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US news roundup: 18 December to 7 January


This week: environmental science controversy, space missions, research ships and more

In depth: University leaders in the United States have strongly condemned the storming of the Capitol Building—home of the US Congress—by a mob brandishing banners supporting the outgoing US president Donald Trump, and said Trump is responsible for the mob’s actions.

Full storyUniversity leaders condemn mob’s invasion of US Capitol


 Also this week from Research Professional News

Congress hails $35bn for clean energy R&D in US spending bill—Deal also boosts funding for many national agencies, including the National Science Foundation

Democrats welcome Biden’s picks for top roles in his administration—High-profile appointments are pending Senate approval


Here is the rest of the US news this week…

EPA finalises controversial ‘secret science’ rule
The Environmental Protection Agency has finalised a controversial rule requiring data from studies used to shape environmental regulations to be publicly available. Outgoing EPA administrator Andrew Wheeler said “the American public has a right to know about the EPA’s regulations and their scientific underpinnings”. The rule, often informally referred to as the ‘secret science’ rule, has been a major cause of concern for the scientific community since it was first proposed in 2018. Sudip Parikh, chief executive of the American Association for the Advancement of Science, said the finalised rule “severely undermines the use of science in making informed decisions”. The EPA did not respond to a request for comment from Research Professional News.

Sun-studying satellite missions approved
Nasa has given the green light to two satellite missions to study the origin of ‘solar wind’ from the Sun and the ‘space weather’ it creates through interactions with the Earth. The Sun mission is led by the Japanese space agency and is due to launch in 2026. The Earth mission will launch after mid-2024 and use three small satellites to study electrojets—electric currents that link the aurora phenomena with the magnetic field the Earth projects into space.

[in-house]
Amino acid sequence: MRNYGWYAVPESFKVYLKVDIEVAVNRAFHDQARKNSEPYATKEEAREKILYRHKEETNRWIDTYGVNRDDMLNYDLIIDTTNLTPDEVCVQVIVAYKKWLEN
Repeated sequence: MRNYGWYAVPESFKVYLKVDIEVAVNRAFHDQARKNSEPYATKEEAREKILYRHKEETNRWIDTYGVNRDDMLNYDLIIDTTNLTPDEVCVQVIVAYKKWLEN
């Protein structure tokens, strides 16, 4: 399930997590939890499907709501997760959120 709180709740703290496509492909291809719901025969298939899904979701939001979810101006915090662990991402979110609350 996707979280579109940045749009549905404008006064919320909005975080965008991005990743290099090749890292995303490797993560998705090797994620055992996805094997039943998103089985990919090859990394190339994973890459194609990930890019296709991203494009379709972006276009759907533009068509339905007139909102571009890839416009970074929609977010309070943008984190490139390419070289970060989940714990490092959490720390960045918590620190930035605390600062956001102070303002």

Contract awarded for two NOAA ships
The National Oceanic and Atmospheric Administration has signed a contract for two bespoke research ships. The $178 million deal covers the design and construction of the craft, named Oceanographer and Discoverer. The diesel-powered vessels will be used for “general oceanographic research and exploration”, including work on climate change and oceanic ecosystems, the agency said. Acting NOAA head Neil Jacobs said they would play a “vital role”.

Industry welcomes legal block for drug discount
The trade body Biotechnology Innovation Organization has welcomed a decision by a federal court in California to strike down a Trump administration rule that sought to lower drug costs. A judge has blocked the ‘most favoured nation’ rule, under which the United States would pay manufacturers no more than the price paid for a drug in “similar countries”, as the change was not subject to scrutiny and feedback. Bio president Michelle McMurry-Heath said the rule was a “reckless scheme of foreign price controls on the very scientists working to end our current pandemic”.